Soils rich in fine clay particles are called ‘heavy soils’ and, although hard to manage, are also potentially very fertile when treated in the right way.
Clays swell and shrink as they wet and dry, effectively cultivating themselves
Clay soils take longer to warm up in spring
Wet clay soils are easily damaged when dug or walked on
Drought is much less damaging on clay soils than others soil types
Identifying clay soil
Clay soils can be identified by:
- Clays feel slightly sticky and dense
- They feel smooth (not gritty) when a piece is rubbed between finger and thumb
- A moist fragment can be rolled into a ball and then into sausage shape with no cracking
- If, after being rolled into a clay sausage the moist surface becomes shiny when rubbed, it is likely that the soil is especially rich in clay and is termed a ‘heavy clay’
Gardening with clay soil
Where to see clay soils:
- RHS Garden Rosemoor has a very sticky clay soil, whose management is not helped by the high rainfall in Devon
- RHS Garden Hyde Hall has a heavy clay soil, but the low rainfall in Essex makes handling this soil very much easier than in Devon
Clay soils are:
- Heavy to dig and cultivate
- Drain slowly after rain
- Warm up slowly as summer approaches, leading to delayed plant growth and ‘workability’
- However, against this, they hold water well
- Are usually rich in plant nutrients
Warning: if worked or walked on when wet they lose their structure, and become puddled and compacted. Remedying this is slow and laborious; so damage should be avoided at all costs.
Techniques and tips if you garden on clay soil:
- Dig in autumn and early winter when relatively dry. Once wetted by winter rains, clay soils often cannot be worked or walked on until mid-spring
- Allow winter frosts to work on clay and break it down
- Where digging is required, it is traditional in wet regions to dig clay into narrow ridges to allow more frost activity and better drainage
- There is often only a brief period when clay soils are workable between waterlogged soils after winter and baked hard clay from late spring
- Avoid early planting or sowing unless drainage can be improved by making raised beds or the ground dried and warmed in advance (for at least six weeks) by covering with cloches or clear polythene sheets
- Trees, shrubs (especially roses), climbers and many bulbs are easier to grow on clay soils than plants that require frequent sowing, planting or dividing; annuals or bedding plants, for example
- Planting woody plants on slight (25cm/10in) mounds can help avoid root damage from waterlogging
- Planting of trees, shrubs and climbers is best done when soils are dry and workable in early autumn
- Although early vegetables are a challenge on clay soils, maincrop vegetables are usually heavy yielding and potentially of outstanding quality
- Tree fruits generally thrive on clay soils, although some soft fruits, raspberries and strawberries for example, are more trouble
- Ample paths and stepping stones are usually required where lawns are laid on clay soils to avoid trampling wet clay soils and damaging them
- Lawns are often too wet to walk on for prolonged periods in wet weather and are frequently very prone to worm casts. Golf courses lay turf on a 7.5-15cm (3-6in) layer of sharp sand to overcome this and this technique can be used in gardens as well
How to improve clay soils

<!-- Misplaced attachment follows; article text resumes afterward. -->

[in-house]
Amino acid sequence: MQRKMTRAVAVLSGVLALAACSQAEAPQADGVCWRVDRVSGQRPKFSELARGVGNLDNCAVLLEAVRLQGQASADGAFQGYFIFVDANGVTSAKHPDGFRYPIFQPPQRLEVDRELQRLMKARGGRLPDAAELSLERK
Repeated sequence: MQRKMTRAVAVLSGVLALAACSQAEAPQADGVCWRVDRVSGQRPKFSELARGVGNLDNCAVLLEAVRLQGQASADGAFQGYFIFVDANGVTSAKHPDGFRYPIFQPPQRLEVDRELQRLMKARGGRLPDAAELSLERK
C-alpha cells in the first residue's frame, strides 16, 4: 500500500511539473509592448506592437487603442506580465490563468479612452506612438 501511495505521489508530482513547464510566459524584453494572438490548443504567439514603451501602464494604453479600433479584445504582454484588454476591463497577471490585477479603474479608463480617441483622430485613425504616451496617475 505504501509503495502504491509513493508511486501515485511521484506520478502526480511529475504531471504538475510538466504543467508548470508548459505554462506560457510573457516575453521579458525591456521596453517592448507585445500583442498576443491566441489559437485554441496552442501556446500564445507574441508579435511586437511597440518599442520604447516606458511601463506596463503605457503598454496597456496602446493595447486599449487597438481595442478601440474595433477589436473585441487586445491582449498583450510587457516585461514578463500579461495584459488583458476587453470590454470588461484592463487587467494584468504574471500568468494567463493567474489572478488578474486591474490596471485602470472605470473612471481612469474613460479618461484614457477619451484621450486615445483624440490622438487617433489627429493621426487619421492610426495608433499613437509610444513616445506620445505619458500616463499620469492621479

Five steps to improving clay soils:
- Make raised beds to assist drainage and to reduce trampling of the soil
- Consider adopting a ‘no-dig’ regime, especially in raised beds, as these suit clay soils well
- Some, but not all, clay soils respond to extra calcium, which causes the soil particles to flocculate (clump together). Where the soil is acid, lime can be applied, but elsewhere it is better to add gypsum. Gypsum is the active ingredient of many commercial ‘clay improvers’. Test on a small area in the first instance to ensure it is effective on your type of clay
- Dig in plenty of bulky organic matter such as manure or, ideally, composted bark, as this can make a noticeable improvement to the working properties of clay
- Apply organic mulches around trees, shrubs and other permanent plants as these will reduce summer cracking and help conserve moisture
Adding grit, sand or gravel to clay soils:
Clay particles are amazingly dominant in a soil. This is explained by the relative size of the different particles (clay, sand and silt) that soil contains. Clay particles are very small but, because this allows more particles to fit in any given space (say 1cm cubed), they have huge surface area that dominates the physical properties of soil. In comparison, sand and silt particles are larger, so fewer particles are needed to fill a space (say 1cm cubed again). As a result, the overall surface area of sand and silt is smaller and so much less influential on determining the characteristics of a soil than the clay particles.
In practice what this means is: to dilute the proportion of clay in a heavy soil requires very large volumes of grit or other material. It is seldom feasible to do this on anything but a small scale and, for most gardeners, other options such as raised beds, adding organic matter and choosing plants that thrive in clays are more practical.
Even where a clay soil contains for example 40 percent clay particles (a relatively modest content compared to heavy clay soils), the proportion of clay in the top cultivated part of the soil would have to be reduced by half to make the soil easy to work. This would require 250kg per sq m (460lbs per sq yd) of grit or gravel. Adding materials to clay can also make the clay less stable, so the soil becomes harder to manage. Experimenting on a small scale at first is recommended to be sure that any additions are worthwhile and won't have damaging effects on workability of the soil.
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